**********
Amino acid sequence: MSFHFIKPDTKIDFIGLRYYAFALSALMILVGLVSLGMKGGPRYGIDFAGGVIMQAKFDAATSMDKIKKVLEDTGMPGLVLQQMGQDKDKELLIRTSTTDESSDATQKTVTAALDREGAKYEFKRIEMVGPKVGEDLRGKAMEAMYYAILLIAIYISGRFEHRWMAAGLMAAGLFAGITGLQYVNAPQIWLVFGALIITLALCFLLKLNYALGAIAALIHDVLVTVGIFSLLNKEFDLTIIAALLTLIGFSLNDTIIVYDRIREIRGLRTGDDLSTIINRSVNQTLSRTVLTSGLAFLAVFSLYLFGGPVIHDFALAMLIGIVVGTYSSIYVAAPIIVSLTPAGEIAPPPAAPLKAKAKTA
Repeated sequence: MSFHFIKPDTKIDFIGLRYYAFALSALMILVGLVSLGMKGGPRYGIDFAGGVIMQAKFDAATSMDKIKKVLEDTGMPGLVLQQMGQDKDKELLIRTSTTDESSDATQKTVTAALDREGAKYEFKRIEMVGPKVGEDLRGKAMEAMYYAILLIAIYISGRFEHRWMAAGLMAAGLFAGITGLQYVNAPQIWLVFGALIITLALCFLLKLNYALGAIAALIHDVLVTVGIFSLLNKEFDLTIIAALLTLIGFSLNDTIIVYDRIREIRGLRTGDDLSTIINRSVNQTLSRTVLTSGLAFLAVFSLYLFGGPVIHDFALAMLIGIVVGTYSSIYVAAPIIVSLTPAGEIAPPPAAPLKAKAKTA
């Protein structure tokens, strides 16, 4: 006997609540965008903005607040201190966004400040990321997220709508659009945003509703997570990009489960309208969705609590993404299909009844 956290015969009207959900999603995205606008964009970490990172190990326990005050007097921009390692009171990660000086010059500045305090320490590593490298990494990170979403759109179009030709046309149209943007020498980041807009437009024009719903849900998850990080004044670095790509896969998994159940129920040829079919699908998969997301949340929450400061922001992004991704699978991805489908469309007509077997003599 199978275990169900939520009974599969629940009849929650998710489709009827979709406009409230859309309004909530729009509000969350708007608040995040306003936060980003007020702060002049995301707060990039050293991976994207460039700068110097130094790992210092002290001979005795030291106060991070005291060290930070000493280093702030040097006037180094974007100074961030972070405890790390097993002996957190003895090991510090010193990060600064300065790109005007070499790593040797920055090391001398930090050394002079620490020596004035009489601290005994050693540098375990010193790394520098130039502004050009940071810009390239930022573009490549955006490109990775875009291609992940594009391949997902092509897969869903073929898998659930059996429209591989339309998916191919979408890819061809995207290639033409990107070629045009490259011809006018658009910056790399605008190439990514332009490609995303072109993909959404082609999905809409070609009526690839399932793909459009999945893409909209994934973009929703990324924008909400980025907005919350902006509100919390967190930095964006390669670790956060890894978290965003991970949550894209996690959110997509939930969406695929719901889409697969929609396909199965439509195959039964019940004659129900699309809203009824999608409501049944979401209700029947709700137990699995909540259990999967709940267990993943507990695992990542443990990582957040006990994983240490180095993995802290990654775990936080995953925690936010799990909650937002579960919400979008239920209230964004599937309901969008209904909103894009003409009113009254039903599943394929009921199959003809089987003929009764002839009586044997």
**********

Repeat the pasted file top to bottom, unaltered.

Amino acid sequence: MSFHFIKPDTKIDFIGLRYYAFALSALMILVGLVSLGMKGGPRYGIDFAGGVIMQAKFDAATSMDKIKKVLEDTGMPGLVLQQMGQDKDKELLIRTSTTDESSDATQKTVTAALDREGAKYEFKRIEMVGPKVGEDLRGKAMEAMYYAILLIAIYISGRFEHRWMAAGLMAAGLFAGITGLQYVNAPQIWLVFGALIITLALCFLLKLNYALGAIAALIHDVLVTVGIFSLLNKEFDLTIIAALLTLIGFSLNDTIIVYDRIREIRGLRTGDDLSTIINRSVNQTLSRTVLTSGLAFLAVFSLYLFGGPVIHDFALAMLIGIVVGTYSSIYVAAPIIVSLTPAGEIAPPPAAPLKAKAKTA
Repeated sequence: MSFHFIKPDTKIDFIGLRYYAFALSALMILVGLVSLGMKGGPRYGIDFAGGVIMQAKFDAATSMDKIKKVLEDTGMPGLVLQQMGQDKDKELLIRTSTTDESSDATQKTVTAALDREGAKYEFKRIEMVGPKVGEDLRGKAMEAMYYAILLIAIYISGRFEHRWMAAGLMAAGLFAGITGLQYVNAPQIWLVFGALIITLALCFLLKLNYALGAIAALIHDVLVTVGIFSLLNKEFDLTIIAALLTLIGFSLNDTIIVYDRIREIRGLRTGDDLSTIINRSVNQTLSRTVLTSGLAFLAVFSLYLFGGPVIHDFALAMLIGIVVGTYSSIYVAAPIIVSLTPAGEIAPPPAAPLKAKAKTA
């Protein structure tokens, strides 16, 4: 006997609540965008903005607040201190966004400040990321997220709508659009945003509703997570990009489960309208969705609590993404299909009844 956290015969009207959900999603995205606008964009970490990172190990326990005050007097921009390692009171990660000086010059500045305090320490590593490298990494990170979403759109179009030709046309149209943007020498980041807009437009024009719903849900998850990080004044670095790509896969998994159940129920040829079919699908998969997301949340929450400061922001992004991704699978991805489908469309007509077997003599 199978275990169900939520009974599969629940009849929650998710489709009827979709406009409230859309309004909530729009509000969350708007608040995040306003936060980003007020702060002049995301707060990039050293991976994207460039700068110097130094790992210092002290001979005795030291106060991070005291060290930070000493280093702030040097006037180094974007100074961030972070405890790390097993002996957190003895090991510090010193990060600064300065790109005007070499790593040797920055090391001398930090050394002079620490020596004035009489601290005994050693540098375990010193790394520098130039502004050009940071810009390239930022573009490549955006490109990775875009291609992940594009391949997902092509897969869903073929898998659930059996429209591989339309998916191919979408890819061809995207290639033409990107070629045009490259011809006018658009910056790399605008190439990514332009490609995303072109993909959404082609999905809409070609009526690839399932793909459009999945893409909209994934973009929703990324924008909400980025907005919350902006509100919390967190930095964006390669670790956060890894978290965003991970949550894209996690959110997509939930969406695929719901889409697969929609396909199965439509195959039964019940004659129900699309809203009824999608409501049944979401209700029947709700137990699995909540259990999967709940267990993943507990695992990542443990990582957040006990994983240490180095993995802290990654775990936080995953925690936010799990909650937002579960919400979008239920209230964004599937309901969008209904909103894009003409009113009254039903599943394929009921199959003809089987003929009764002839009586044997």